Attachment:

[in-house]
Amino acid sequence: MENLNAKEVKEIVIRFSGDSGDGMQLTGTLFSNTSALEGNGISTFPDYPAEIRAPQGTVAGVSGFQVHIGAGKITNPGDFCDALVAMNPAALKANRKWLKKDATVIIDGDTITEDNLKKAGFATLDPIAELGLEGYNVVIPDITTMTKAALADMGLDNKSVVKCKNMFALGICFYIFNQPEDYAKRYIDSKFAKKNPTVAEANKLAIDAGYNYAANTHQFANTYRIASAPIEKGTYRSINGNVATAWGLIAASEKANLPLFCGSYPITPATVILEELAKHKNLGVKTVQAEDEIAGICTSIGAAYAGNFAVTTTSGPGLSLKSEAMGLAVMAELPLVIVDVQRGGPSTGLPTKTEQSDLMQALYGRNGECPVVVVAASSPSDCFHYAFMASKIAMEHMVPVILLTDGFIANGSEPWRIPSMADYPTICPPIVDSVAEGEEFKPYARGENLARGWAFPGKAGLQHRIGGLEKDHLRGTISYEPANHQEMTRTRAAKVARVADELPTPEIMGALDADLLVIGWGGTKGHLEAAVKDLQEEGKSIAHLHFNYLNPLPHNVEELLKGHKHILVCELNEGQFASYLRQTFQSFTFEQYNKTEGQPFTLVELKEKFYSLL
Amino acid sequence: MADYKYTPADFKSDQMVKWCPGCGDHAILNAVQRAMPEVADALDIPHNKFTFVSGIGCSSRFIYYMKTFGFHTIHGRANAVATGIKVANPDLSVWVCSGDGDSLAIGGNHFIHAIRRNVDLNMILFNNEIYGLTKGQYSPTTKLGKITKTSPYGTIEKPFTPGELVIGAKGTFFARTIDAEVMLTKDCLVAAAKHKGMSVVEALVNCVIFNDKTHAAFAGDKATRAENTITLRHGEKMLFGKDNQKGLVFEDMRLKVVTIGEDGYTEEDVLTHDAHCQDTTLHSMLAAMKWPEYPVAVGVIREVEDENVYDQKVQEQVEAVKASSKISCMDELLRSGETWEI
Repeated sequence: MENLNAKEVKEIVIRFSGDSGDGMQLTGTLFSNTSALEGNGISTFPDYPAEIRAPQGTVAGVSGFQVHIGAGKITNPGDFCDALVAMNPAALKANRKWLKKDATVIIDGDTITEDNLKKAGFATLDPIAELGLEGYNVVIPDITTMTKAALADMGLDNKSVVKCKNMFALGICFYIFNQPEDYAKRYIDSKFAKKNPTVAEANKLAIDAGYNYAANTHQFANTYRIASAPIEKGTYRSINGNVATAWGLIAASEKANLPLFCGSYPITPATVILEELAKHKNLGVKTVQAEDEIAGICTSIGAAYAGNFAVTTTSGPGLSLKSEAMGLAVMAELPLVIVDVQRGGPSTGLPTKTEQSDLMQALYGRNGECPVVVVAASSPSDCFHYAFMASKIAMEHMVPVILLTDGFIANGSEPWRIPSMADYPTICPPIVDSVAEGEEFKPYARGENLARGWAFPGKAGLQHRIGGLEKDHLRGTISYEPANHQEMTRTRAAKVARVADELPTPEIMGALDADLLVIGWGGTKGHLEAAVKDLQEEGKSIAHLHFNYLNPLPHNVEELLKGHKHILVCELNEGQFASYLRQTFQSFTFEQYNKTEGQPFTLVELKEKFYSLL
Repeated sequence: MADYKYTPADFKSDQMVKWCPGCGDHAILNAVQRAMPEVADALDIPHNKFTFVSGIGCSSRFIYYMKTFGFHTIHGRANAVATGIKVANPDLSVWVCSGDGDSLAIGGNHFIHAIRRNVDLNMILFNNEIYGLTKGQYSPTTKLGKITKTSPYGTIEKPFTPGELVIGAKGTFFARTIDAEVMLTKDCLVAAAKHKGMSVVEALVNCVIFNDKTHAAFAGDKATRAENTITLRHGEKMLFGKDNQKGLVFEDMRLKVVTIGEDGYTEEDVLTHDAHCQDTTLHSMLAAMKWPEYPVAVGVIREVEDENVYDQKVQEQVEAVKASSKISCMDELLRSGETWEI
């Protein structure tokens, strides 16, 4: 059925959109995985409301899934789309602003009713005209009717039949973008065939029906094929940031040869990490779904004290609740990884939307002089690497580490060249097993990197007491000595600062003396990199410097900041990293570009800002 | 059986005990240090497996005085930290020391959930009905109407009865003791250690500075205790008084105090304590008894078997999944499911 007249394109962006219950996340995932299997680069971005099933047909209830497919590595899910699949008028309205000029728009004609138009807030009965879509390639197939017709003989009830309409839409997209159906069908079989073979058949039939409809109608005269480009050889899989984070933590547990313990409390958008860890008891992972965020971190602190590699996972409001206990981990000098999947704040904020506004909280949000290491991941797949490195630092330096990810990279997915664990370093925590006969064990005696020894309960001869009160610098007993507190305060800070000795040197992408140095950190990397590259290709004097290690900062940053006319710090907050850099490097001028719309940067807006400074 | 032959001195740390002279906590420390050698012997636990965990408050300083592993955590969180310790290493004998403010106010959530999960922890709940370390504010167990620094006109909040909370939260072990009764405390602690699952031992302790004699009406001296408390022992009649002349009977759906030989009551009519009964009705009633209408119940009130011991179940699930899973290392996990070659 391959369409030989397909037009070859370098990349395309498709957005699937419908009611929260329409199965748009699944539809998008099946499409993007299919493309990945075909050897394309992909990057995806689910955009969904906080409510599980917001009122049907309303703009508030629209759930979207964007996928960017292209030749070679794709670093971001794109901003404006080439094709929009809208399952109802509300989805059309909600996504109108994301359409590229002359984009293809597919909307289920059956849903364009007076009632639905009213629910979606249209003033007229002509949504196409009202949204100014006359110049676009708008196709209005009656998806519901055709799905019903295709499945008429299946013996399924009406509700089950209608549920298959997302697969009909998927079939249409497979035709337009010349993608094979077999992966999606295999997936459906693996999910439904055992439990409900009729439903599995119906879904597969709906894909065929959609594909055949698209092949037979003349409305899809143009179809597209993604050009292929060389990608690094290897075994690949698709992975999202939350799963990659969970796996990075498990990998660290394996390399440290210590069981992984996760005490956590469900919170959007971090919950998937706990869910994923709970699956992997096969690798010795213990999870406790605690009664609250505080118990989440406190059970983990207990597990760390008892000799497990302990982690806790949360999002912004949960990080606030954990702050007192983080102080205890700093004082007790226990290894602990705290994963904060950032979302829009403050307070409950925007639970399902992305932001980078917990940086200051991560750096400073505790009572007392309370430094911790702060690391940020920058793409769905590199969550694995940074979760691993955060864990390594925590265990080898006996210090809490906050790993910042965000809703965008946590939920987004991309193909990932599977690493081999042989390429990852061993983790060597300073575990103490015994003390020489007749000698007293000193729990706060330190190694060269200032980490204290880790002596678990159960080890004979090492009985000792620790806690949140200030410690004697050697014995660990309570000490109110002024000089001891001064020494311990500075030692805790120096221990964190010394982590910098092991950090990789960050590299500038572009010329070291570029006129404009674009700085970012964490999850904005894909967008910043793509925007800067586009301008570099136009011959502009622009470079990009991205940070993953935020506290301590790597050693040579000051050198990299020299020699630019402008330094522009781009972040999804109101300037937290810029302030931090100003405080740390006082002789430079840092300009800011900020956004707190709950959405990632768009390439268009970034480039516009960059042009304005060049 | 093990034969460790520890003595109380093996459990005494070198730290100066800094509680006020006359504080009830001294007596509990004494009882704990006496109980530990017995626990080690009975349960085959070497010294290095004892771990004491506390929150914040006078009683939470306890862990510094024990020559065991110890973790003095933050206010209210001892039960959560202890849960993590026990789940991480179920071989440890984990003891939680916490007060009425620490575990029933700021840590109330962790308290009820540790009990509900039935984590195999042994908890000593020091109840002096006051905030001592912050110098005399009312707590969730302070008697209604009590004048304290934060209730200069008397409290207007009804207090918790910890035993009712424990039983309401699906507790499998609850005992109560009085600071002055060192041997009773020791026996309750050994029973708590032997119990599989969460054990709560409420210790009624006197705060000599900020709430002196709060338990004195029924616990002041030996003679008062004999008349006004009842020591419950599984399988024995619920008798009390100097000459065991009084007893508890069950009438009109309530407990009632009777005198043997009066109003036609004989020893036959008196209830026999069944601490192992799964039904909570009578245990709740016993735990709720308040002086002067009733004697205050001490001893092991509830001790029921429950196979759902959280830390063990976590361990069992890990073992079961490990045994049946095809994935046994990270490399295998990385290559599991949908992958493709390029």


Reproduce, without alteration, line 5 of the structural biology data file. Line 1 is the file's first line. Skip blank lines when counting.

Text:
Repeated sequence: MADYKYTPADFKSDQMVKWCPGCGDHAILNAVQRAMPEVADALDIPHNKFTFVSGIGCSSRFIYYMKTFGFHTIHGRANAVATGIKVANPDLSVWVCSGDGDSLAIGGNHFIHAIRRNVDLNMILFNNEIYGLTKGQYSPTTKLGKITKTSPYGTIEKPFTPGELVIGAKGTFFARTIDAEVMLTKDCLVAAAKHKGMSVVEALVNCVIFNDKTHAAFAGDKATRAENTITLRHGEKMLFGKDNQKGLVFEDMRLKVVTIGEDGYTEEDVLTHDAHCQDTTLHSMLAAMKWPEYPVAVGVIREVEDENVYDQKVQEQVEAVKASSKISCMDELLRSGETWEI